RV and Boat Storage Facility Loans
Boat and RV storage facility financing, including ground up construction, is available with as little as 10% down via the SBA 7a program.
The SBA 504 program allows 10% down for acquisitions and 15% for new construction.
Also, you can temporarily – as of February 1, 2021 – use the 504 program to refinance 7a.
Almost all of the same guidelines apply to boat and rv storage as for self storage facility financing including the fact that the 10% down payment can come from borrowed funds.
Boat and RV storage loans are available for both indoor climate controlled or outdoor storage which can be anything from a large lot with fencing, lighting and a small office to a high end climate controlled building.
See bottom of post for note about RV parks, campgrounds, resorts, marinas and self-storage.
For outdoor storage, some lenders will require some amount of structure on the property – typically some canopies for covered storage – and others are okay with less in the way of improvements.
As a general rule, the more basic the property, the better the location or the stronger the transaction needs to be. In other words, if it is an existing business, then the financials for the last few years need to show good cash flow. If construction, then the business plan and location need to be solid. If it is a refinance then solid income for the last few years will do the trick.
It is not required that you have experience in the industry – especially for smaller loan amounts up to a few million dollars.
Lenders understand that the storage business is less complex than other types of businesses and requires less hands on management, so they allow for those new to the industry to get loans. Basically, a lender wants to see that you have enough real world experience to handle owning (and possibly managing) a facility. They also want to see that you have a consistent source of income. The last thing they want to do is put someone in a position to be overwhelmed because they made them a loan.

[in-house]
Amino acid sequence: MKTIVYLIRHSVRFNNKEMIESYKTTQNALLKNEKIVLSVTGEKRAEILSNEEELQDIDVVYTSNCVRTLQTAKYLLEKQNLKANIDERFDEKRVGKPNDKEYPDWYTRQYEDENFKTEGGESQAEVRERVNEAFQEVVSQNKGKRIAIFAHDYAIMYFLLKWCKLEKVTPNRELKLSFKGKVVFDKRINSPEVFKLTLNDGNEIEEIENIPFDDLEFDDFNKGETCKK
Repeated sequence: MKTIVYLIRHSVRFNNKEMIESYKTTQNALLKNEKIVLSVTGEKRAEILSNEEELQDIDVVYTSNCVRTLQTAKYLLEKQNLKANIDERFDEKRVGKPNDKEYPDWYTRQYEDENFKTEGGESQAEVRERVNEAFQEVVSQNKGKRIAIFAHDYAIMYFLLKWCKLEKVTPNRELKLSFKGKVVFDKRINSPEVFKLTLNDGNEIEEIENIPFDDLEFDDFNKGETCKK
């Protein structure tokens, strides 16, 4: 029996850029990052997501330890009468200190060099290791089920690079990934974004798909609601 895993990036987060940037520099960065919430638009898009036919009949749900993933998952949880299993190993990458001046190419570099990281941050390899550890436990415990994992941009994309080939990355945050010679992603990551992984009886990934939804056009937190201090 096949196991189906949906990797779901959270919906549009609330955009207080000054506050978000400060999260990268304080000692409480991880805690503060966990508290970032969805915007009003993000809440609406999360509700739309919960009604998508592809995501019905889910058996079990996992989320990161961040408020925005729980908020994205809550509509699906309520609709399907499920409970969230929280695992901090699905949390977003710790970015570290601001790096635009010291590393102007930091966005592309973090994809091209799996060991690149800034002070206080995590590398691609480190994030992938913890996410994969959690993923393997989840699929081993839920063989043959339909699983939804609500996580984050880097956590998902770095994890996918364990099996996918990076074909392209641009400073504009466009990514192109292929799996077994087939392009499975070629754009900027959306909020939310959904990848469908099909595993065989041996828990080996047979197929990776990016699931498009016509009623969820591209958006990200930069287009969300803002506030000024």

RV and Boat Storage Facility Maximum Loan Amounts
Loan amounts can be quite large depending on which loan program you go with and how much you can put down. Realistically, maximum financing with 10% down would be approx $12.5 million give or take $500K with the 504 program and approx $9 million with the 7a for very strong transactions.
Projects between $5 million and $10 million would have to be quite strong to be able to utilize the 7a, because the SBA is now requiring that a facility get to breakeven within 24 months of opening under that program.
Technically, the 504 does not have the “24 month breakeven” requirement, but universe of potential lenders for 90% financing is smaller than with 15%.
Ideally, all principals should be strong financially, have solid credit and good jobs/business ownership experience but we have seen the occasional transaction where one partner is not as strong in some capacity as the other(s) and sometimes the strengths of one borrower can offset the weaknesses of another.
A significant net worth is NOT required, but for larger transactions you will typically need some amount of post-closing liquidity to give a lender a level of comfort. A large percentage of transactions will require a feasibility study from a respected industry consultant (especially if you are new to the industry), although every situation is “case by case” and there are plenty of transactions (both small and large) that have been funded without a study. It you are not getting a study then you will need to provide an in-depth business plan with solid projections backed by make-sense assumptions for the projections and a lot of other data. Just know that not all lenders will approve a loan without a study.
These are very high leverage loans and a lender will need to see that you can connect the dots on the reasoning for why the facility will be a success. Also, one of the reasons some lenders prefer to have a feasibility study is they feel better if they have something in the loan file from an independent 3rd party that shows why a project will be a good one. This can be important to some lenders in case they are ever audited by SBA and were questioned as why they closed a fairly high-risk loan without a comprehensive study.
With only 10% down you are restricted to either the SBA 7a program or the 504, however the 504 is only possible with 10% down with certain lenders and only if you are purchasing an existing cash flowing facility that ideally has been doing well for 2+ years.